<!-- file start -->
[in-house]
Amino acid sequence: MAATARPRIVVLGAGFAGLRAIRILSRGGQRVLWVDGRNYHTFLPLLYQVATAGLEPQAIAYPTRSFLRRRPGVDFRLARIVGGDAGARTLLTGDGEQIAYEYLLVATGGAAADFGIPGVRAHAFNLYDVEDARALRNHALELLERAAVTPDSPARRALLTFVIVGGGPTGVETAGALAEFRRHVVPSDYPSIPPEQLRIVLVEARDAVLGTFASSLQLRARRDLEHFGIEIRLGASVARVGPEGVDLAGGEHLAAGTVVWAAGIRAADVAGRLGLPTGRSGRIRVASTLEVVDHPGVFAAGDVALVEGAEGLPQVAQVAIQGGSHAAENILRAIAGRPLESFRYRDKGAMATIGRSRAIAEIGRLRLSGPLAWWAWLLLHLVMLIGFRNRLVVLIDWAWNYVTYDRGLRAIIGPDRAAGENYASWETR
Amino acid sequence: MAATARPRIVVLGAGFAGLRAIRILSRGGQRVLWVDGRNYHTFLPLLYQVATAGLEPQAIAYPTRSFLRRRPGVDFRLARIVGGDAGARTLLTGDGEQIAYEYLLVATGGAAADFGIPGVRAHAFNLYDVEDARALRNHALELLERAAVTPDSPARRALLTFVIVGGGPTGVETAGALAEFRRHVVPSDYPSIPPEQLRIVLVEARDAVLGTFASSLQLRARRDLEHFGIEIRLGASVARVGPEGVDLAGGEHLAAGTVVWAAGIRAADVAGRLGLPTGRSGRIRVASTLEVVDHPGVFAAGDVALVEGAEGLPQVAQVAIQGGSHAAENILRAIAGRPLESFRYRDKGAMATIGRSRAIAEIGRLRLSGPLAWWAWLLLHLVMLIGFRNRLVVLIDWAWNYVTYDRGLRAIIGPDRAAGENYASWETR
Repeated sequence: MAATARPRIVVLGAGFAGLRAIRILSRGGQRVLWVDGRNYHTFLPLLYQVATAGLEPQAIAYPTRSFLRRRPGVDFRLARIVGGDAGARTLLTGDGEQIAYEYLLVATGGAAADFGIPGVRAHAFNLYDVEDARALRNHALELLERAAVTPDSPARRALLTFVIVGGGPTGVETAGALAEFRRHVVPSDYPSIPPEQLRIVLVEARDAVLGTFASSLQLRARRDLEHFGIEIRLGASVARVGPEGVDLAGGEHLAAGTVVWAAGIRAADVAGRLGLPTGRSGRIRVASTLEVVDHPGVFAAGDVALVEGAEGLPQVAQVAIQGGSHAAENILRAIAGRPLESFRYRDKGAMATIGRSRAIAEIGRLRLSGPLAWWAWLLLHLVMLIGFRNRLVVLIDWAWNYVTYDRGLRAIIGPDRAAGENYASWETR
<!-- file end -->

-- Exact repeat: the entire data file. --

[in-house]
Amino acid sequence: MAATARPRIVVLGAGFAGLRAIRILSRGGQRVLWVDGRNYHTFLPLLYQVATAGLEPQAIAYPTRSFLRRRPGVDFRLARIVGGDAGARTLLTGDGEQIAYEYLLVATGGAAADFGIPGVRAHAFNLYDVEDARALRNHALELLERAAVTPDSPARRALLTFVIVGGGPTGVETAGALAEFRRHVVPSDYPSIPPEQLRIVLVEARDAVLGTFASSLQLRARRDLEHFGIEIRLGASVARVGPEGVDLAGGEHLAAGTVVWAAGIRAADVAGRLGLPTGRSGRIRVASTLEVVDHPGVFAAGDVALVEGAEGLPQVAQVAIQGGSHAAENILRAIAGRPLESFRYRDKGAMATIGRSRAIAEIGRLRLSGPLAWWAWLLLHLVMLIGFRNRLVVLIDWAWNYVTYDRGLRAIIGPDRAAGENYASWETR
Amino acid sequence: MAATARPRIVVLGAGFAGLRAIRILSRGGQRVLWVDGRNYHTFLPLLYQVATAGLEPQAIAYPTRSFLRRRPGVDFRLARIVGGDAGARTLLTGDGEQIAYEYLLVATGGAAADFGIPGVRAHAFNLYDVEDARALRNHALELLERAAVTPDSPARRALLTFVIVGGGPTGVETAGALAEFRRHVVPSDYPSIPPEQLRIVLVEARDAVLGTFASSLQLRARRDLEHFGIEIRLGASVARVGPEGVDLAGGEHLAAGTVVWAAGIRAADVAGRLGLPTGRSGRIRVASTLEVVDHPGVFAAGDVALVEGAEGLPQVAQVAIQGGSHAAENILRAIAGRPLESFRYRDKGAMATIGRSRAIAEIGRLRLSGPLAWWAWLLLHLVMLIGFRNRLVVLIDWAWNYVTYDRGLRAIIGPDRAAGENYASWETR
Repeated sequence: MAATARPRIVVLGAGFAGLRAIRILSRGGQRVLWVDGRNYHTFLPLLYQVATAGLEPQAIAYPTRSFLRRRPGVDFRLARIVGGDAGARTLLTGDGEQIAYEYLLVATGGAAADFGIPGVRAHAFNLYDVEDARALRNHALELLERAAVTPDSPARRALLTFVIVGGGPTGVETAGALAEFRRHVVPSDYPSIPPEQLRIVLVEARDAVLGTFASSLQLRARRDLEHFGIEIRLGASVARVGPEGVDLAGGEHLAAGTVVWAAGIRAADVAGRLGLPTGRSGRIRVASTLEVVDHPGVFAAGDVALVEGAEGLPQVAQVAIQGGSHAAENILRAIAGRPLESFRYRDKGAMATIGRSRAIAEIGRLRLSGPLAWWAWLLLHLVMLIGFRNRLVVLIDWAWNYVTYDRGLRAIIGPDRAAGENYASWETR